One Direction - Photo by Matt Jelonek
One Direction – Photo by Matt Jelonek

Subiaco Oval

Friday, February 20, 2015

I’m going to be up front and say, if you want to indulge in some satirical boy band bashing, you’ll have to click elsewhere for your daily dose of weary cynicism/auto-rant response to the commercialisation of modern music.

Having attended a lot of local live music shows, complaints about the lack of attendance on that front are warranted (seriously people, go to more small gigs), but this wasn’t that kind of concert. I went to Subiaco Oval to see a boy band, formed on a talent show, sing chart-friendly pop songs.

(The part social media has played in the band’s success makes the global phenomenon of One Direction interesting, in a period-specific way. Member Harry Styles most haunted by, “will he go solo?” headlines has over 10 million Instagram followers, placing him in the top 20 in the world at the start of 2015.)

First up, a lot of the crowd were not just teenagers, but tweens and children accompanied by parents. At sixteen, the Violent Femmes were my first live show, and I couldn’t help thinking a nearby six year old is set to have a decade more concert memories than me.

One Direction are notoriously polite (fans will remind you of the time Louis helped Nathan Fillion clear a table backstage at the AMAs), almost shocking in an era of chart toppers known for inflated egos and public tantrums. They’ve released four albums in four years, and toured pretty incessantly. That’s hundreds of shows – and it shows.

Zayn disappeared backstage early on, apparently ill, but the rest didn’t miss a step, that famed respect for fans in full effect. They bantered between songs, complimented the crowd, worked all sides of the stage, lead the crowd in a rendition of Happy Birthday for a few lucky fans, and read out signs (well, the PG ones). Harry flicked his hair upon request, and Louis, well he just fixed his hair a few times. (It was windy! #fringeissues.)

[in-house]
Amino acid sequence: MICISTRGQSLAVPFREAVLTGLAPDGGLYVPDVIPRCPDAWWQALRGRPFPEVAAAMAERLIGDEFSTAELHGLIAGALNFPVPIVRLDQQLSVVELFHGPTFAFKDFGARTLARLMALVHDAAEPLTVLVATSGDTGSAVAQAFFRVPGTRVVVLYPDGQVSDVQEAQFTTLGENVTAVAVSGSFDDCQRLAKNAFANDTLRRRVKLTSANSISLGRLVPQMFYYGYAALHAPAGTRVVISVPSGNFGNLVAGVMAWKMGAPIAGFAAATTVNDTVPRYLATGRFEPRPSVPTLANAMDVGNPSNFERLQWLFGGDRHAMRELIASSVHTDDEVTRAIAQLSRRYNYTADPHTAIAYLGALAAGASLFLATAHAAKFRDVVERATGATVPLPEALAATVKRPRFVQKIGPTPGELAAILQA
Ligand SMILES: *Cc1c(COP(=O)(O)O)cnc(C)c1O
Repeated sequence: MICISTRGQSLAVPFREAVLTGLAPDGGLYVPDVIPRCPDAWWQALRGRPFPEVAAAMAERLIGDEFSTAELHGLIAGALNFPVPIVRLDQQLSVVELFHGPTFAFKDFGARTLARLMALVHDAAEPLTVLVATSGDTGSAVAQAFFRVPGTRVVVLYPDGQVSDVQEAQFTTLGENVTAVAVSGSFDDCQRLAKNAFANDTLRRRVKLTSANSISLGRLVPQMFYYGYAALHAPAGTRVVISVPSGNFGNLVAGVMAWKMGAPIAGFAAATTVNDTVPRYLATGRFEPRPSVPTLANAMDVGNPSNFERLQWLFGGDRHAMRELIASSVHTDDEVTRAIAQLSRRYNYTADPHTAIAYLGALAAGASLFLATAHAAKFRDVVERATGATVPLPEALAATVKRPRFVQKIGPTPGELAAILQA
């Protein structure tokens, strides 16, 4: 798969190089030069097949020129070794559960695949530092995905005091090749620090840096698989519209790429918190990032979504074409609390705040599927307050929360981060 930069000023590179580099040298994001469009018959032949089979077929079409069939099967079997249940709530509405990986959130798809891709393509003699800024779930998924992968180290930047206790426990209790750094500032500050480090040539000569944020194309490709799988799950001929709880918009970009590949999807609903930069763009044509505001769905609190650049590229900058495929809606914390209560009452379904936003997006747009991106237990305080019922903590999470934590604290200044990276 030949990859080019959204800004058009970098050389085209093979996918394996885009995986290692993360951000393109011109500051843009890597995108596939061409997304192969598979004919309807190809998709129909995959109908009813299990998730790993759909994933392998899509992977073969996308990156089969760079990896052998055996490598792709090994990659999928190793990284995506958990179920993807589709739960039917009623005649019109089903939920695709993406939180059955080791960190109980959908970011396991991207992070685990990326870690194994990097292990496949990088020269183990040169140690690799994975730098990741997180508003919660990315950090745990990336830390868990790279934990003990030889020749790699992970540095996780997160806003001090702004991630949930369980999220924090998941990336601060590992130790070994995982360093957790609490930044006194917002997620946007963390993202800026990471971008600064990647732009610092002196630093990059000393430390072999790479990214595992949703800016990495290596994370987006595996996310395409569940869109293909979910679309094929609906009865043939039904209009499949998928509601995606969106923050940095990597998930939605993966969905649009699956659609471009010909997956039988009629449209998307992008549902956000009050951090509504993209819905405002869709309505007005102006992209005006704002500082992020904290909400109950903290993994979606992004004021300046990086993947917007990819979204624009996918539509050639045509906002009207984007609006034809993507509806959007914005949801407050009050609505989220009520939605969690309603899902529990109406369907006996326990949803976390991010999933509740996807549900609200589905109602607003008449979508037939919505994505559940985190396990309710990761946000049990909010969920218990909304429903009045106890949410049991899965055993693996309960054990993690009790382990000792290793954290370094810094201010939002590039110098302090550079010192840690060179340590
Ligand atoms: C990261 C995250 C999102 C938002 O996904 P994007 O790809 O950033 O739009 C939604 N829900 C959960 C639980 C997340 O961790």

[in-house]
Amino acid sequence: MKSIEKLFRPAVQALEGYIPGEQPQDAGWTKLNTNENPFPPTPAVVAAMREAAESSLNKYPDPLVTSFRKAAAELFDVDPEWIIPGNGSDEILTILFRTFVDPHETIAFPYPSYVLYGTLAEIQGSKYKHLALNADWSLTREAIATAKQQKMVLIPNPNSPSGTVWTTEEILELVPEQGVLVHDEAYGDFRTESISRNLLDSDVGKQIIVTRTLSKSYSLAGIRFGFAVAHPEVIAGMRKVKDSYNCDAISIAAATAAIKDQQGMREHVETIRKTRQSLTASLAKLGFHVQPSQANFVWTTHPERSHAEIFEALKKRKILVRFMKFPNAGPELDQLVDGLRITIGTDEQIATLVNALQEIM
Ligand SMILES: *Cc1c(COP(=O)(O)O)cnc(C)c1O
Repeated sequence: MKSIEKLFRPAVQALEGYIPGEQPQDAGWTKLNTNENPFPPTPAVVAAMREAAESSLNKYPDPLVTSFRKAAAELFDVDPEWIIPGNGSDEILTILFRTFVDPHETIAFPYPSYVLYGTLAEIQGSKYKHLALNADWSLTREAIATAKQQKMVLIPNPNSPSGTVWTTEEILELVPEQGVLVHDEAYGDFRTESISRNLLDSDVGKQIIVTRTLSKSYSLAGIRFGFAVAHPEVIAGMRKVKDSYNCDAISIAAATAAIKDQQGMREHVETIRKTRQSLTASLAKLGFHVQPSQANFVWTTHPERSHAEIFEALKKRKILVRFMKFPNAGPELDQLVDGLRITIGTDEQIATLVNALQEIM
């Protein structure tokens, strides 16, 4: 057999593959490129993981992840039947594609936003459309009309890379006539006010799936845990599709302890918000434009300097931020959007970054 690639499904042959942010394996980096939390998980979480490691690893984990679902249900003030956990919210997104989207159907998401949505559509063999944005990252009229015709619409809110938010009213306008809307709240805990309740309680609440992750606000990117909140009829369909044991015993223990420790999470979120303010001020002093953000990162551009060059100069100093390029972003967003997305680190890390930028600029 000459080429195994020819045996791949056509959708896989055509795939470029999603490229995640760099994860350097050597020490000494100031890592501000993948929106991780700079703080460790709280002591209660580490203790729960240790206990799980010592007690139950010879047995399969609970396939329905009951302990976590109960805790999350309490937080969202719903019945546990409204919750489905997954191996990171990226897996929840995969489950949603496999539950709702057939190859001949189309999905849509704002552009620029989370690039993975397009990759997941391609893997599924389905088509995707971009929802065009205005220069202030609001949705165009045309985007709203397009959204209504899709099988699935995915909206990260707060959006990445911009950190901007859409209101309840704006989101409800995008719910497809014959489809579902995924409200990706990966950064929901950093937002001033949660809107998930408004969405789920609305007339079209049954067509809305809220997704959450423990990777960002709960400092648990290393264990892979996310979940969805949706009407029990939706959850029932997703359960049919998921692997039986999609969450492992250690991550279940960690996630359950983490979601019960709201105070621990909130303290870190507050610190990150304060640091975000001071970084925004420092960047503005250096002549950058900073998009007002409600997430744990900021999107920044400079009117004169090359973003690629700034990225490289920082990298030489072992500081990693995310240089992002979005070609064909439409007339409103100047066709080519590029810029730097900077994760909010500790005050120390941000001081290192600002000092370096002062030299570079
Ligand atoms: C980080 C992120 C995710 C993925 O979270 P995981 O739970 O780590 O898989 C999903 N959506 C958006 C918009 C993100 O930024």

The production team went all out: multiple sets of fireworks, streamers, and surprisingly slick graphics (bright blocky designs and eighties references, like retro gaming graphics, and skateboard decks) mixed with crowd and band shots. Overall the experience wasn’t about subtlety or soul deep passion; it was busy and enthusiastic, which seems to suit today’s tech’d up youth.

Recognised singles were the most popular, then ballads. Interestingly, the guys onstage seemed to get the most excited about the more rock-style tracks, ones that evoked the least response from the crowd. It made me think about the ages of the band members, their tastes, and wonder whether the next album will move away from a pop sound. These guys aren’t fresh-faced teens anymore. The stadium wasn’t full, so maybe a little change in direction (ha!) won’t hurt.

While crossing the oval to take a toilet break (hey if band members can, so can I), the lights waving in the air made for a pretty scene. Not candles or lighters: phone screens. Glancing at a nearby row, I saw a group of 8-10 year-olds waving their mobiles enthusiastically. Man, the world is a different place these days.